A poll from the American Catalog Mailers Association (ACMA) finds that 16 months later, the U.S. Supreme Court decision in South Dakota v. Wayfair is causing greater harm than anticipated to ecommerce, catalog and other merchants. Fifty-six percent of those polled said revenues had declined as a direct result of the decision.
To help ecommerce sellers better understand the landscape a year-plus after the Wayfair decision, Multichannel Merchant spoke with Mark Sieczkowski, senior product manager at Vertex, in an MCM CommerceChat podcast. Sieczkowski addresses registration, reporting and filing requirements and manual vs. automated processes.
Marketplace facilitators like Amazon, Etsy, Rakuten, Walmart.com and eBay, are now required in 10 states to collect and remit sales tax resulting from third-party transactions, and several additional states will follow suit. Preparation is the name of the game to be compliant with ever-changing tax legislation.
One year ago, the U.S. Supreme Court’s landmark decision in South Dakota vs. Wayfair forever changed the ecommerce taxation landscape in the U.S. In the latest MCM CommerceChat podcast, we talk with Mike Bernard, chief tax officer at Vertex, about the ripple effects from the ruling impacting the entire ecommerce ecosystem.
Americans are used to hearing the refrain “we pay the sales tax” in today’s advertising campaigns, but in the wake of the United States Supreme Court’s ruling in South Dakota v. Wayfair (June 2018), the phrase “you pay the sales tax,” may be what many small business sellers will hear instead in future audits of their business operations. Here is what ecommerce businesses need to know moving forward.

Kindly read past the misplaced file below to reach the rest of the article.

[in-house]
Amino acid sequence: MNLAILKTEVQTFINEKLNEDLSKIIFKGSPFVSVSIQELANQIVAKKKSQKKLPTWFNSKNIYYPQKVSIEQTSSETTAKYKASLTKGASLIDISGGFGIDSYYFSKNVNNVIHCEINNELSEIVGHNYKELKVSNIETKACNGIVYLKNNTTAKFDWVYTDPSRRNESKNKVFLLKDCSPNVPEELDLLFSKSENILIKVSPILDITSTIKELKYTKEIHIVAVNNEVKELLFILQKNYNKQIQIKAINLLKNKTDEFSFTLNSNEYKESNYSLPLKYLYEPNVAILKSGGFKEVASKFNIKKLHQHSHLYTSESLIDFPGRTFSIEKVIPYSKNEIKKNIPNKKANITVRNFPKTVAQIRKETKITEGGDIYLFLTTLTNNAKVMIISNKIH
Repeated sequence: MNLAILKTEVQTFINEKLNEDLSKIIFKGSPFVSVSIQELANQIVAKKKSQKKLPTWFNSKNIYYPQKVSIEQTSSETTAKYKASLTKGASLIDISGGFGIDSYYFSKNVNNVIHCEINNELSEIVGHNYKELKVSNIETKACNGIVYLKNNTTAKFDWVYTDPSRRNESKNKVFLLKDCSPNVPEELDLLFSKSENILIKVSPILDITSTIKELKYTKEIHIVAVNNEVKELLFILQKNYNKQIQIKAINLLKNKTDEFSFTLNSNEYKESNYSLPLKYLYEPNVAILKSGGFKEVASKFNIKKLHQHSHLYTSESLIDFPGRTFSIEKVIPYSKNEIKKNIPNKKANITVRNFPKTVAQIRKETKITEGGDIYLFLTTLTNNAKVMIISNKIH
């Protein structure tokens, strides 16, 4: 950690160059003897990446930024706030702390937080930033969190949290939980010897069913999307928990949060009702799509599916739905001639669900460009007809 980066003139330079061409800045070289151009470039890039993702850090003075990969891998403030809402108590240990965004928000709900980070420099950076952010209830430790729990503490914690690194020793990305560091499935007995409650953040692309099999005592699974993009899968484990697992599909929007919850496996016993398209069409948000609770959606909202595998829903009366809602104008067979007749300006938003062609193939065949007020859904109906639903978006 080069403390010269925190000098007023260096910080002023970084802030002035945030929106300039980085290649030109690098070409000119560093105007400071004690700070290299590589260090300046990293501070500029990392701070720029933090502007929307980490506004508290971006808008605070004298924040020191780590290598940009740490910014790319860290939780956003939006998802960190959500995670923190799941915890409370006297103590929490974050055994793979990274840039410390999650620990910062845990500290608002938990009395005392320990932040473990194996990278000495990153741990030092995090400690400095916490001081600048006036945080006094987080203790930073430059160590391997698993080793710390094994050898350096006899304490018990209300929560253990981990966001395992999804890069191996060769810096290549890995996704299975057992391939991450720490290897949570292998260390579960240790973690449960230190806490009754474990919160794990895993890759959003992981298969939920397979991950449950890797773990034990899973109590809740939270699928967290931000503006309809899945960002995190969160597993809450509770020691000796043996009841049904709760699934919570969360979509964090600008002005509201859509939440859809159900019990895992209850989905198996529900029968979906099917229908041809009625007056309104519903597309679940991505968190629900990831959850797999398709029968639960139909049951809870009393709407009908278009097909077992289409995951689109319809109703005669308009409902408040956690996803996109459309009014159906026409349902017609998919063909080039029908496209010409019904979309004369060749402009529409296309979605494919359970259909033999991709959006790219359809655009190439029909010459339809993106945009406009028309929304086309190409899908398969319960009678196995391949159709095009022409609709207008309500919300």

Black Friday and Cyber Monday are bonanzas for online sellers. But there could be a downside this year thanks to the Supreme Court’s South Dakota vs. Wayfair decision, which says states can charge online retailers’ sales tax, regardless of the company’s physical location. Here are 4 things to keep on top of heading into the holidays.
As of Oct. 1, 10 states added a requirement for remote sellers to begin collecting tax online sales tax in the wake of the Supreme Court’s landmark Wayfair ruling in June, and many merchants are finding it difficult to comply. See what an advocacy group is doing, when states are enacting laws and what litigation is pending.
It’s been almost a month since the U.S. Supreme Court’s landmark Wayfair decision, and ecommerce sellers are still wondering what comes next. Matthew Schaefer of Brann and Isaacson, whose firm represented Wayfair and the other defendants, details the landscape in the latest MCM CommerceChat podcast.